Grant seeks to keep kids fit

The College of Education (COE) and the College of Public Health’s (COPH) Childhood Obesity Prevention Center has been awarded more than half a million dollars to conduct research addressing the physical inactivity and poor nutrition of children.

The $536,000 grant will combine COE and COPH programs to promote active lifestyles for children.

According to the National Center for Health Statistics, the number of obese children has increased from 6.5 percent to 18.8 percent since the mid-1970s. Obesity has become a major health concern in the United States, as it can lead to health issues including hypertension, diabetes, high cholesterol, cancer and stroke.

“Kids spend more time inside at computer screens and with video games and less time outside,” said Donna Petersen, dean of COPH. “There has been a lot of change in the amount of activity children engage in.”

The Childhood Obesity Prevention Center combines two programs: the COE’s “exergaming” program and the COPH’s “scorecard” program. Both will be used to collect and compare data on the physical activity of children.

“We have compatible projects,” Petersen said. “We are going to try and combine these efforts and test (the COE’s) model coupled with the scorecard program to give us more data.”

The XRKade Research Lab, an interactive fitness research lab located in COE’s Physical Education Building, houses exergaming equipment: The lab consists of different machines that require children to exercise while they play.

Some of the machines include bicycle pedaling games and the popular Dance Dance Revolution video game.

Scorecard grew out of the VERB program, a national media campaign whose goal is to get children to be more active, said Carol Bryant, co-director of the Florida Prevention Research Center.

In the summer program, children aged 9-13 received a card with 24 squares on the back.

Each time they were active for at least one hour or tried out a new “verb,” like swim or skate, they got a square signed off by an adult.

Once their cards were filled, the children received prizes that promoted physical fitness activities, such as a new bike, free entry into a local pool or a membership to the YMCA.

The Childhood Obesity Prevention Center will use the grant money to run the scorecard program year-round and involve multiple communities to assess its overall impact on the children’s physical activity.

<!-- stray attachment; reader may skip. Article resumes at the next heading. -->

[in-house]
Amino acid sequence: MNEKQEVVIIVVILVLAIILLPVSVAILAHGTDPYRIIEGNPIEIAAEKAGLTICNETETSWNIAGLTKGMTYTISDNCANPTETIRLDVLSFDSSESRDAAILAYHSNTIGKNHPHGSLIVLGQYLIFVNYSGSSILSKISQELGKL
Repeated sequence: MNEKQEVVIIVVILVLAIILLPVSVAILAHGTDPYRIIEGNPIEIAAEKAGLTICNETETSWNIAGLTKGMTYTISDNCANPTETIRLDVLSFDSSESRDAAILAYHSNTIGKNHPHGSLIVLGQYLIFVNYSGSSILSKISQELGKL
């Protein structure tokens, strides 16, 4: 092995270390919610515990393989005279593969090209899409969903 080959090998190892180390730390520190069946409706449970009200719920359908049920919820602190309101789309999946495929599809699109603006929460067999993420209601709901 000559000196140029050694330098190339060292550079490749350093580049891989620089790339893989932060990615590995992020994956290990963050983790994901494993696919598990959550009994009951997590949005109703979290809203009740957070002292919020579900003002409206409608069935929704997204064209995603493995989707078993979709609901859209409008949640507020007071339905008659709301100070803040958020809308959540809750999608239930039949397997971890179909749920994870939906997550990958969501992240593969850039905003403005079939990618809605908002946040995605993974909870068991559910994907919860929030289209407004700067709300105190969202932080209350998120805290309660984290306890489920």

“We hope that kids will find forms of physical activities that they are passionate about and do their whole lives and as a result are healthier,” Bryant said. “Our goal is for the community to be one in which it is real easy to be physically active and easy to be a kid.”

Stephen Sanders, co-director of the XRKade Lab and director of the College of Education’s School of Physical Education and Exercise Science, said he hopes to use the grant money to set up an XRKade Lab at a public school.

“We’re hoping that having a fun learning environment in physical education will increase children’s daily physical activity so that they do not become overweight,” Sanders said.

Sanders said the grant will be used to study the effects of the XRKade Lab at a Hillsborough County school for at least one year.

“We would not be able to set up a lab in schools with the exergaming equipment without it,” Sanders said. “When we get a facility set up in a public school, then our research faculty and our doctoral students will be in the schools every day to collect data about how children use the equipment, see what they like and don’t like, and take measurements like heart rate and how long children used pieces of equipment.”

By combining the programs, children’s levels of physical activity can be recorded on both a community and school-based level.

“This grant is huge because it really enables us to combine our forces and it allows us to take something that we were only able to do on a small scale and go up,” Petersen said. “If we can stop this trend then we can improve the quality of people’s lives, not just as children but across their entire lives.”